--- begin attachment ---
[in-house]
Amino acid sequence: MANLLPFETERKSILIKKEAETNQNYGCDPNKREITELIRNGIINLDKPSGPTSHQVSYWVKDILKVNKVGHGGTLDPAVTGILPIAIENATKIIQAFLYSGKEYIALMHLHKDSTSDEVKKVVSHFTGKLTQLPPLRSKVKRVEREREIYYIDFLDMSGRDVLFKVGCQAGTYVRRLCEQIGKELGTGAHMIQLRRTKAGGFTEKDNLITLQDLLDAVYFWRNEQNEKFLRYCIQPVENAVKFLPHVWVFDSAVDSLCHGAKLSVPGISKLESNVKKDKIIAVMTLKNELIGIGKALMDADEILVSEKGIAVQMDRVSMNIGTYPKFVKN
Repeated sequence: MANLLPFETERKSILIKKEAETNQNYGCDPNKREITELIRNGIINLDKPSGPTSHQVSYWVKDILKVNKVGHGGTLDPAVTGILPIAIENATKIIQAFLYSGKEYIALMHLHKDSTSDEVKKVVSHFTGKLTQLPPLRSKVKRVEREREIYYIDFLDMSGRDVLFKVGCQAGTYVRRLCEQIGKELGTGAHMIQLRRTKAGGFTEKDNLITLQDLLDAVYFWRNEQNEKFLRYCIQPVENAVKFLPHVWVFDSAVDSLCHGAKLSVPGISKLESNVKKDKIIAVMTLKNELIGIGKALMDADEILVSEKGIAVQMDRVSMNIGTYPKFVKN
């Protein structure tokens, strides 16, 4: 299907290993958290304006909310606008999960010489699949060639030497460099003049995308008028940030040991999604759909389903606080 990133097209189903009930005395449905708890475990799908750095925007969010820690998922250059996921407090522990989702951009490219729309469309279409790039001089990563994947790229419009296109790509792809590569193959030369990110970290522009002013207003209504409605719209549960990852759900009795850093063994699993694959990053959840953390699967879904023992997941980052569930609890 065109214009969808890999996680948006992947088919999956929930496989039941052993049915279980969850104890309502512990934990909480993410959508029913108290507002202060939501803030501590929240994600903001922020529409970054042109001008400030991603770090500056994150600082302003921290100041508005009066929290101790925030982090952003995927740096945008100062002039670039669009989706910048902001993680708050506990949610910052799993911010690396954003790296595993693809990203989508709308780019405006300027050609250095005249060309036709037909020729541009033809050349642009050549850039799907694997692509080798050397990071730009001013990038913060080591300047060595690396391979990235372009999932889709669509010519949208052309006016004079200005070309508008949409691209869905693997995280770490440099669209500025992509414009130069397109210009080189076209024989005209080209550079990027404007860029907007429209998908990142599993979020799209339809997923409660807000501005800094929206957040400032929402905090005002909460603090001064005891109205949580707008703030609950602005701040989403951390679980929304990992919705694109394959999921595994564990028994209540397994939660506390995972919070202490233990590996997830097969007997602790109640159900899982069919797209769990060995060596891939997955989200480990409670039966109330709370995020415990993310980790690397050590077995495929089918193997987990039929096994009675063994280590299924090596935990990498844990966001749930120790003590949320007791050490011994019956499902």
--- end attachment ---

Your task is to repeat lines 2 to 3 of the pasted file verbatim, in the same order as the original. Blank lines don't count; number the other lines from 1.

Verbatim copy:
Amino acid sequence: MANLLPFETERKSILIKKEAETNQNYGCDPNKREITELIRNGIINLDKPSGPTSHQVSYWVKDILKVNKVGHGGTLDPAVTGILPIAIENATKIIQAFLYSGKEYIALMHLHKDSTSDEVKKVVSHFTGKLTQLPPLRSKVKRVEREREIYYIDFLDMSGRDVLFKVGCQAGTYVRRLCEQIGKELGTGAHMIQLRRTKAGGFTEKDNLITLQDLLDAVYFWRNEQNEKFLRYCIQPVENAVKFLPHVWVFDSAVDSLCHGAKLSVPGISKLESNVKKDKIIAVMTLKNELIGIGKALMDADEILVSEKGIAVQMDRVSMNIGTYPKFVKN
Repeated sequence: MANLLPFETERKSILIKKEAETNQNYGCDPNKREITELIRNGIINLDKPSGPTSHQVSYWVKDILKVNKVGHGGTLDPAVTGILPIAIENATKIIQAFLYSGKEYIALMHLHKDSTSDEVKKVVSHFTGKLTQLPPLRSKVKRVEREREIYYIDFLDMSGRDVLFKVGCQAGTYVRRLCEQIGKELGTGAHMIQLRRTKAGGFTEKDNLITLQDLLDAVYFWRNEQNEKFLRYCIQPVENAVKFLPHVWVFDSAVDSLCHGAKLSVPGISKLESNVKKDKIIAVMTLKNELIGIGKALMDADEILVSEKGIAVQMDRVSMNIGTYPKFVKN